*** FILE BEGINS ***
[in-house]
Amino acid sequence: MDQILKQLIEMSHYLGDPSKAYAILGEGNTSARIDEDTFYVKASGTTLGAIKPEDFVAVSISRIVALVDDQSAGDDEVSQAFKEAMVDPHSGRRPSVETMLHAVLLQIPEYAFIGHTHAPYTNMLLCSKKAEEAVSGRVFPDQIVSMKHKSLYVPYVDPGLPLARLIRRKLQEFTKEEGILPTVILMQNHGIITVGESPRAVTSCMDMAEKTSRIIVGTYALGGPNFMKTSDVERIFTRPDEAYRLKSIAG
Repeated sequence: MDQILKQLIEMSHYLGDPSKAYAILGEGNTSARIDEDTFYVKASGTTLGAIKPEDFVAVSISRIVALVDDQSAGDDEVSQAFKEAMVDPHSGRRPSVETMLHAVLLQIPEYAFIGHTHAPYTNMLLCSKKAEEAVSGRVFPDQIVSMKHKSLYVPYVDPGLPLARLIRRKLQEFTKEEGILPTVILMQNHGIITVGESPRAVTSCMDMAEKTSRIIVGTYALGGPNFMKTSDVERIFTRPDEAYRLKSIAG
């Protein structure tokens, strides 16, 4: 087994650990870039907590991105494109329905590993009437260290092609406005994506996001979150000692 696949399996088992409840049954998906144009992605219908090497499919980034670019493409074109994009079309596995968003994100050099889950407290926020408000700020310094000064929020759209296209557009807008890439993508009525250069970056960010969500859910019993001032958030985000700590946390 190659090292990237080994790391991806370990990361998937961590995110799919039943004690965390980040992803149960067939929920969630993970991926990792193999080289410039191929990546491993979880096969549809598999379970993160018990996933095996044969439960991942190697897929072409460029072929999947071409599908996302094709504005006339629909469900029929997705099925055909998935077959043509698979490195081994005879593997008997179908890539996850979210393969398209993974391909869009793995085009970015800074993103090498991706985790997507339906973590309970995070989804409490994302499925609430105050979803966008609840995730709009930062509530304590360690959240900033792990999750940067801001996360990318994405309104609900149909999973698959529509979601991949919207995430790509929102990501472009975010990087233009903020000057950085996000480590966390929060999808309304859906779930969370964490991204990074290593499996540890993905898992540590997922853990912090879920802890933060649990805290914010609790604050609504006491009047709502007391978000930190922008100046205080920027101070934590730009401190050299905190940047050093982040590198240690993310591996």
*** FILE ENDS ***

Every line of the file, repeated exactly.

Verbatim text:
[in-house]
Amino acid sequence: MDQILKQLIEMSHYLGDPSKAYAILGEGNTSARIDEDTFYVKASGTTLGAIKPEDFVAVSISRIVALVDDQSAGDDEVSQAFKEAMVDPHSGRRPSVETMLHAVLLQIPEYAFIGHTHAPYTNMLLCSKKAEEAVSGRVFPDQIVSMKHKSLYVPYVDPGLPLARLIRRKLQEFTKEEGILPTVILMQNHGIITVGESPRAVTSCMDMAEKTSRIIVGTYALGGPNFMKTSDVERIFTRPDEAYRLKSIAG
Repeated sequence: MDQILKQLIEMSHYLGDPSKAYAILGEGNTSARIDEDTFYVKASGTTLGAIKPEDFVAVSISRIVALVDDQSAGDDEVSQAFKEAMVDPHSGRRPSVETMLHAVLLQIPEYAFIGHTHAPYTNMLLCSKKAEEAVSGRVFPDQIVSMKHKSLYVPYVDPGLPLARLIRRKLQEFTKEEGILPTVILMQNHGIITVGESPRAVTSCMDMAEKTSRIIVGTYALGGPNFMKTSDVERIFTRPDEAYRLKSIAG
């Protein structure tokens, strides 16, 4: 087994650990870039907590991105494109329905590993009437260290092609406005994506996001979150000692 696949399996088992409840049954998906144009992605219908090497499919980034670019493409074109994009079309596995968003994100050099889950407290926020408000700020310094000064929020759209296209557009807008890439993508009525250069970056960010969500859910019993001032958030985000700590946390 190659090292990237080994790391991806370990990361998937961590995110799919039943004690965390980040992803149960067939929920969630993970991926990792193999080289410039191929990546491993979880096969549809598999379970993160018990996933095996044969439960991942190697897929072409460029072929999947071409599908996302094709504005006339629909469900029929997705099925055909998935077959043509698979490195081994005879593997008997179908890539996850979210393969398209993974391909869009793995085009970015800074993103090498991706985790997507339906973590309970995070989804409490994302499925609430105050979803966008609840995730709009930062509530304590360690959240900033792990999750940067801001996360990318994405309104609900149909999973698959529509979601991949919207995430790509929102990501472009975010990087233009903020000057950085996000480590966390929060999808309304859906779930969370964490991204990074290593499996540890993905898992540590997922853990912090879920802890933060649990805290914010609790604050609504006491009047709502007391978000930190922008100046205080920027101070934590730009401190050299905190940047050093982040590198240690993310591996």